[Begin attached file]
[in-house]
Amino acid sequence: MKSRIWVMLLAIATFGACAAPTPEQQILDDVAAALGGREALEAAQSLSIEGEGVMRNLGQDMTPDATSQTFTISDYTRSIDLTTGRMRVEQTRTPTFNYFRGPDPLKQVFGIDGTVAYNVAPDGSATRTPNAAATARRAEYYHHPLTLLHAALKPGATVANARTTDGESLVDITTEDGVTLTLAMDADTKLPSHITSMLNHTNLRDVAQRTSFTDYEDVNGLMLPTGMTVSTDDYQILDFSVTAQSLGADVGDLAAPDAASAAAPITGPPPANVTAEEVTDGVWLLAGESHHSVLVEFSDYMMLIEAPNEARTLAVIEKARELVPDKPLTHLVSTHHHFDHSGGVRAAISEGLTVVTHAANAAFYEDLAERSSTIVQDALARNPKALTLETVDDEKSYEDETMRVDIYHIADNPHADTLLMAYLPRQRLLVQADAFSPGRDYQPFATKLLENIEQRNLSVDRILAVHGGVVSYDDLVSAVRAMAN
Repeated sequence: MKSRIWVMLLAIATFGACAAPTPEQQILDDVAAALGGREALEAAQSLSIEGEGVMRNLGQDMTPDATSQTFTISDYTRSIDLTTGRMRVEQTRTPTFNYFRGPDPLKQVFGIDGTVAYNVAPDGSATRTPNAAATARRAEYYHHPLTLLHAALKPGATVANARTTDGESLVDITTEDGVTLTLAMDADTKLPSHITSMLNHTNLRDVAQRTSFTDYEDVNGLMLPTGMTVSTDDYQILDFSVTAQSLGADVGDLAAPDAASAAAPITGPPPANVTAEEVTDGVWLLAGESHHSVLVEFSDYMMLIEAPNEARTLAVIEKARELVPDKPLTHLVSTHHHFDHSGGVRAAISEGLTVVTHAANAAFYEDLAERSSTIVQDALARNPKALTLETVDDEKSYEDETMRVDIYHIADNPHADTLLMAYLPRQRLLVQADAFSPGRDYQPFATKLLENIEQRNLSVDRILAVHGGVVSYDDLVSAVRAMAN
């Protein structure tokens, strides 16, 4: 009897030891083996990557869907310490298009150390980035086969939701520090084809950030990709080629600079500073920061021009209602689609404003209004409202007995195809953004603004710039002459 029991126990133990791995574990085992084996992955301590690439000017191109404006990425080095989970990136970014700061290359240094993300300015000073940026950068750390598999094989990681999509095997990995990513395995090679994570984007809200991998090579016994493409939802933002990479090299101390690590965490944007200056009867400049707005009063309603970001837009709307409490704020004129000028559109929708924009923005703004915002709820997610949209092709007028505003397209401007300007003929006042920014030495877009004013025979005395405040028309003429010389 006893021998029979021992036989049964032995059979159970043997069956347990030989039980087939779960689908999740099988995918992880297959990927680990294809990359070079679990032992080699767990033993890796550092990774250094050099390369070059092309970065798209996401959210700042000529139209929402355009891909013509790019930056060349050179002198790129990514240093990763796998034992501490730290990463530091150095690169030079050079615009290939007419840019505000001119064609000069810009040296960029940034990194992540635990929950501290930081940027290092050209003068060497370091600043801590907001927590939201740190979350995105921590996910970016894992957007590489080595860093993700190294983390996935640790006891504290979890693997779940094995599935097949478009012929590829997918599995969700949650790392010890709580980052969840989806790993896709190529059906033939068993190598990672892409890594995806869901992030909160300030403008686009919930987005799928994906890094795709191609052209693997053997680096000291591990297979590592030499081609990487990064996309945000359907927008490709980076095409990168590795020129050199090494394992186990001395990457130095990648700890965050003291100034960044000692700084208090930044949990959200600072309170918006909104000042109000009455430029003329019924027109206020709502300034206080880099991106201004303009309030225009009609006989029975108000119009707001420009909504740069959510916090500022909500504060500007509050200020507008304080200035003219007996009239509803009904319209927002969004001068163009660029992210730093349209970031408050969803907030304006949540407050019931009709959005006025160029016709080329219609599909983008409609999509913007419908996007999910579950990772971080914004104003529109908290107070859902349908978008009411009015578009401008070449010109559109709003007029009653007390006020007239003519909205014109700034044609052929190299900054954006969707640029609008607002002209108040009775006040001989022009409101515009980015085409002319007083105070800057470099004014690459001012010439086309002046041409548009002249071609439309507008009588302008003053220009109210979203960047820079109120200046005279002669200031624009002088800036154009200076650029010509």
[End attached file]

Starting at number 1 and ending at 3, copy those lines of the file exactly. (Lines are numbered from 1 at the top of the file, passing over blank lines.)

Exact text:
[in-house]
Amino acid sequence: MKSRIWVMLLAIATFGACAAPTPEQQILDDVAAALGGREALEAAQSLSIEGEGVMRNLGQDMTPDATSQTFTISDYTRSIDLTTGRMRVEQTRTPTFNYFRGPDPLKQVFGIDGTVAYNVAPDGSATRTPNAAATARRAEYYHHPLTLLHAALKPGATVANARTTDGESLVDITTEDGVTLTLAMDADTKLPSHITSMLNHTNLRDVAQRTSFTDYEDVNGLMLPTGMTVSTDDYQILDFSVTAQSLGADVGDLAAPDAASAAAPITGPPPANVTAEEVTDGVWLLAGESHHSVLVEFSDYMMLIEAPNEARTLAVIEKARELVPDKPLTHLVSTHHHFDHSGGVRAAISEGLTVVTHAANAAFYEDLAERSSTIVQDALARNPKALTLETVDDEKSYEDETMRVDIYHIADNPHADTLLMAYLPRQRLLVQADAFSPGRDYQPFATKLLENIEQRNLSVDRILAVHGGVVSYDDLVSAVRAMAN
Repeated sequence: MKSRIWVMLLAIATFGACAAPTPEQQILDDVAAALGGREALEAAQSLSIEGEGVMRNLGQDMTPDATSQTFTISDYTRSIDLTTGRMRVEQTRTPTFNYFRGPDPLKQVFGIDGTVAYNVAPDGSATRTPNAAATARRAEYYHHPLTLLHAALKPGATVANARTTDGESLVDITTEDGVTLTLAMDADTKLPSHITSMLNHTNLRDVAQRTSFTDYEDVNGLMLPTGMTVSTDDYQILDFSVTAQSLGADVGDLAAPDAASAAAPITGPPPANVTAEEVTDGVWLLAGESHHSVLVEFSDYMMLIEAPNEARTLAVIEKARELVPDKPLTHLVSTHHHFDHSGGVRAAISEGLTVVTHAANAAFYEDLAERSSTIVQDALARNPKALTLETVDDEKSYEDETMRVDIYHIADNPHADTLLMAYLPRQRLLVQADAFSPGRDYQPFATKLLENIEQRNLSVDRILAVHGGVVSYDDLVSAVRAMAN